"There's no question in my mind that the best club I ever played with was the happily efficient Cardinal team of 1931." Frankie Frisch

    "I've seen a lot of great ballclubs in my day, but for pitching, hitting, spirit, and all-around balance, I would back my 1931 Cardinal team against any of them." Gabby Street

  14. #64
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    Some interviews after the clinching Game 7 of the Suds Series in '82:

    "It ain't braggin' if you can do it!" Dizzy Dean

    "There's no question in my mind that the best club I ever played with was the happily efficient Cardinal team of 1931." Frankie Frisch

    "I've seen a lot of great ballclubs in my day, but for pitching, hitting, spirit, and all-around balance, I would back my 1931 Cardinal team against any of them." Gabby Street

  15. #65
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    Clinching game highlights from the 1967 Series:

    "It ain't braggin' if you can do it!" Dizzy Dean

    "There's no question in my mind that the best club I ever played with was the happily efficient Cardinal team of 1931." Frankie Frisch

    "I've seen a lot of great ballclubs in my day, but for pitching, hitting, spirit, and all-around balance, I would back my 1931 Cardinal team against any of them." Gabby Street

  16. #66
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    Just started watching this on youtube, good stuff so far:

    "It ain't braggin' if you can do it!" Dizzy Dean

    "There's no question in my mind that the best club I ever played with was the happily efficient Cardinal team of 1931." Frankie Frisch

    "I've seen a lot of great ballclubs in my day, but for pitching, hitting, spirit, and all-around balance, I would back my 1931 Cardinal team against any of them." Gabby Street

  17. #67
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    Ordered a couple books off Amazon today, one of which is about former Cardinal players and what they are up to today. The book was published in 2013 I think, might be mixing it up in my head with the date from the other one (on Cardinal history, of course), but it looked real recent when I ordered it. Some of the names included are:

    Dick Groat
    Ernie Broglio
    Vince Coleman
    John Tudor
    Bob Tewksbury

    That is just a few of them, there are a lot in the book. So far, what I could see from the blurb on the book, it seems Tewk is working on his Master's in Sports Psychology, Vince is coaching, and Groat is working in basketball. I can't wait to see this book!
    "It ain't braggin' if you can do it!" Dizzy Dean

    "There's no question in my mind that the best club I ever played with was the happily efficient Cardinal team of 1931." Frankie Frisch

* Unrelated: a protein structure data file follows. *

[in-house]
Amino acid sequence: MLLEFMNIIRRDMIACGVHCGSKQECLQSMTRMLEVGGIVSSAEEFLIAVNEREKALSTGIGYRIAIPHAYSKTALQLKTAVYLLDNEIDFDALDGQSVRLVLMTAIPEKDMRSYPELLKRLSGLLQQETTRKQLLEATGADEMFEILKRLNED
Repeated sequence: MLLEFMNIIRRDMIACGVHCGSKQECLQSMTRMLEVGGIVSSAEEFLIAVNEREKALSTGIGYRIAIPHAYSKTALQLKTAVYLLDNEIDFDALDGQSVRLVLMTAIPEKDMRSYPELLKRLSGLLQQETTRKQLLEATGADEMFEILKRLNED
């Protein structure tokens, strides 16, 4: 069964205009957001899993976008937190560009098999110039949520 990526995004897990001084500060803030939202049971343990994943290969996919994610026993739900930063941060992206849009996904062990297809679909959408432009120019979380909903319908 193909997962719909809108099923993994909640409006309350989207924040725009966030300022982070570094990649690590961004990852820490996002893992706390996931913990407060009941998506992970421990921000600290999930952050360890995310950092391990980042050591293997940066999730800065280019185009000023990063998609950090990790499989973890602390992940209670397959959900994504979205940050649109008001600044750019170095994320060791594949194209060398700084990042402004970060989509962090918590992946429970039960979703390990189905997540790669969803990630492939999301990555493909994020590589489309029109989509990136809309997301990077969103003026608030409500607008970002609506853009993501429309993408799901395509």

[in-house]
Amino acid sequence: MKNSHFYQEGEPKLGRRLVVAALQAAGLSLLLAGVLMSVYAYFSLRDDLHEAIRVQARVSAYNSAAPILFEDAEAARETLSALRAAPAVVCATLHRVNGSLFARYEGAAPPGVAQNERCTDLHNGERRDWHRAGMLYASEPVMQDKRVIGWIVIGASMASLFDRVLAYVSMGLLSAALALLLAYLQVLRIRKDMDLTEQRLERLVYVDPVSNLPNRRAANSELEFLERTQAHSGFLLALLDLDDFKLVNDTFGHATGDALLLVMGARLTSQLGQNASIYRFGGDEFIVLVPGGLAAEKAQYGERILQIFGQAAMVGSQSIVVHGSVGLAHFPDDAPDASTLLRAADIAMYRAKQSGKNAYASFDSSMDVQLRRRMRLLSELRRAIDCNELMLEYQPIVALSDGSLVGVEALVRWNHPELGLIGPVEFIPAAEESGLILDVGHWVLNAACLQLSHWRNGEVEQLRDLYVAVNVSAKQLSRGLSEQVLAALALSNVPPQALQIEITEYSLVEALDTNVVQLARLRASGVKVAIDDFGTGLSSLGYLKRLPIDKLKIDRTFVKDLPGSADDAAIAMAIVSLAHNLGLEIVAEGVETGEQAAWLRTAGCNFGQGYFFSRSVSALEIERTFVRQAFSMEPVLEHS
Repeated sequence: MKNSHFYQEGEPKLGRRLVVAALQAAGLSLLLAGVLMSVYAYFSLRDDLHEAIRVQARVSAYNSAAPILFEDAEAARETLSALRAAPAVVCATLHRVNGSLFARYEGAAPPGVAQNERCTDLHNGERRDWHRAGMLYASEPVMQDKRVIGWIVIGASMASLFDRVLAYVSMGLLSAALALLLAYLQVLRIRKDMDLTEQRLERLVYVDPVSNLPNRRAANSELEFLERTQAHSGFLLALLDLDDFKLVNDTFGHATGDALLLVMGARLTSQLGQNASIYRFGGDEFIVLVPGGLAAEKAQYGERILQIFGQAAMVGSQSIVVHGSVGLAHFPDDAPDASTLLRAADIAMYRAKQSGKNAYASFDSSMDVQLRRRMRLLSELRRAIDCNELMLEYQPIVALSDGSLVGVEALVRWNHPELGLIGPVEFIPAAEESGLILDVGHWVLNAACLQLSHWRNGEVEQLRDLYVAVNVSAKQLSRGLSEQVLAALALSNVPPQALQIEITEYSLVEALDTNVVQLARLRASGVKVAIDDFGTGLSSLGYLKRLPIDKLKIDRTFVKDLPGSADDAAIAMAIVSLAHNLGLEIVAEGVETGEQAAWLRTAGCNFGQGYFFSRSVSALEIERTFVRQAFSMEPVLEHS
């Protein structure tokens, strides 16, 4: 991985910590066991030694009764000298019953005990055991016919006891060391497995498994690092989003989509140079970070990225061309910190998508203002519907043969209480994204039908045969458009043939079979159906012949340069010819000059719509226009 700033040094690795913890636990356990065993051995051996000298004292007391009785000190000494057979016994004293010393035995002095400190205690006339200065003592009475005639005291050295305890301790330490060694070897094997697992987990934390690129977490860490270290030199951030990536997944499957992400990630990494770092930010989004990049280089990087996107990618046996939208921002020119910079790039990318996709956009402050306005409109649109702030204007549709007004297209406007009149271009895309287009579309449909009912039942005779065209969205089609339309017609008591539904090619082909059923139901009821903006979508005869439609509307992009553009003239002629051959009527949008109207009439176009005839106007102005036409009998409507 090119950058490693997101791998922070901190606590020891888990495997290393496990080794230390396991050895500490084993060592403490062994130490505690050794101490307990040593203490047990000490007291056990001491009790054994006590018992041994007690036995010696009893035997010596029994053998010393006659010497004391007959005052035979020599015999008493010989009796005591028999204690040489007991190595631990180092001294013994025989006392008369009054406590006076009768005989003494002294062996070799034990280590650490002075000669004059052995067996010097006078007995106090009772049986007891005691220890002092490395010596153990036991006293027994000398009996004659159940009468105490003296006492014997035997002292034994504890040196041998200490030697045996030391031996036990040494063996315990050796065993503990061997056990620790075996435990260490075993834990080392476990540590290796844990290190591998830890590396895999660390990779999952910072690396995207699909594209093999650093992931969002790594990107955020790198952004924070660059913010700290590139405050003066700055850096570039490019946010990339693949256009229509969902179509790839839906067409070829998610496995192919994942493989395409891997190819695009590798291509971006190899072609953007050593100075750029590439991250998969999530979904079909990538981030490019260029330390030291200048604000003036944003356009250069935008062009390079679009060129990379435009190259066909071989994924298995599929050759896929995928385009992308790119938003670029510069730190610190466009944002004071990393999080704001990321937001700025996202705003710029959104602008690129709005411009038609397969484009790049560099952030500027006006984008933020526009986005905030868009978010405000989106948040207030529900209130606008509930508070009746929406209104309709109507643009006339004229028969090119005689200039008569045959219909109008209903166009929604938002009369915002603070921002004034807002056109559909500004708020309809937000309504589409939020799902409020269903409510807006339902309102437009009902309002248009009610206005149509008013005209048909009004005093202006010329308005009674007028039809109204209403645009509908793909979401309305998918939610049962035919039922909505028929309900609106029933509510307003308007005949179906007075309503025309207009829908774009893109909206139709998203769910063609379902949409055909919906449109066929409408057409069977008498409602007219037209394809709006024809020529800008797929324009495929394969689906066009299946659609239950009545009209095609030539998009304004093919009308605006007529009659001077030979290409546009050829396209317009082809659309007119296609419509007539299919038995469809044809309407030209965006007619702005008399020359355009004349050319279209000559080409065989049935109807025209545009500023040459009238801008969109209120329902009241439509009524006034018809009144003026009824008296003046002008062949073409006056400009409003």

"I've seen a lot of great ballclubs in my day, but for pitching, hitting, spirit, and all-around balance, I would back my 1931 Cardinal team against any of them." Gabby Street

  18. #68
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    I was just ragging on Jack Clark, again, for his comments about Albert Pujols. I joke around about The Ripper all the time, and there is plenty of evidence that the man sure can say stupid things, but I still will always hold a special place for the memories he provided as our lone power man from 1985-1987 (when he wasn't injured, which he was every damn year with us). I love the bottom photo of those three great Cardinal first basemen during my lifetime.

    Ripper.jpg

    JackClark_display_image.jpg

    Jack Clark photo.jpg

    jack-clark-louis-cardinals-road-grey-autographed-photograph-3392424.jpg

    cardinals-hernandez-pujols-clark.jpg
    "It ain't braggin' if you can do it!" Dizzy Dean

    "There's no question in my mind that the best club I ever played with was the happily efficient Cardinal team of 1931." Frankie Frisch

    "I've seen a lot of great ballclubs in my day, but for pitching, hitting, spirit, and all-around balance, I would back my 1931 Cardinal team against any of them." Gabby Street

  19. #69
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    I was just reading about Dal Maxvill, former World Series champ with us back in '64 and '67 and the GM from 1985-1995, in the book Where Have You Gone? - by Rob Rains with Keith Schildroth - and he was talking about the budget issues while the GM in the early 1990s. Gussie Busch used brewery money, I have read, to help bolster the team in the past, but after his passing his son (another August Busch) didn't want to use Anheuser-Busch cash on baseball pitchers. He specifically mentioned a pitcher who was very interested in pitching for the Cardinals in 1993, but Dal wasn't allowed to make a competitive offer at the time, so Greg Maddux took the Braves' money. . .

    The Redbirds were actually pretty good in '93 (87-75), and I think Greg may have been able to earn back the brewery's money over the course of that contract. I get upset when reading about those years, under that owner.
    "It ain't braggin' if you can do it!" Dizzy Dean

    "There's no question in my mind that the best club I ever played with was the happily efficient Cardinal team of 1931." Frankie Frisch

    "I've seen a lot of great ballclubs in my day, but for pitching, hitting, spirit, and all-around balance, I would back my 1931 Cardinal team against any of them." Gabby Street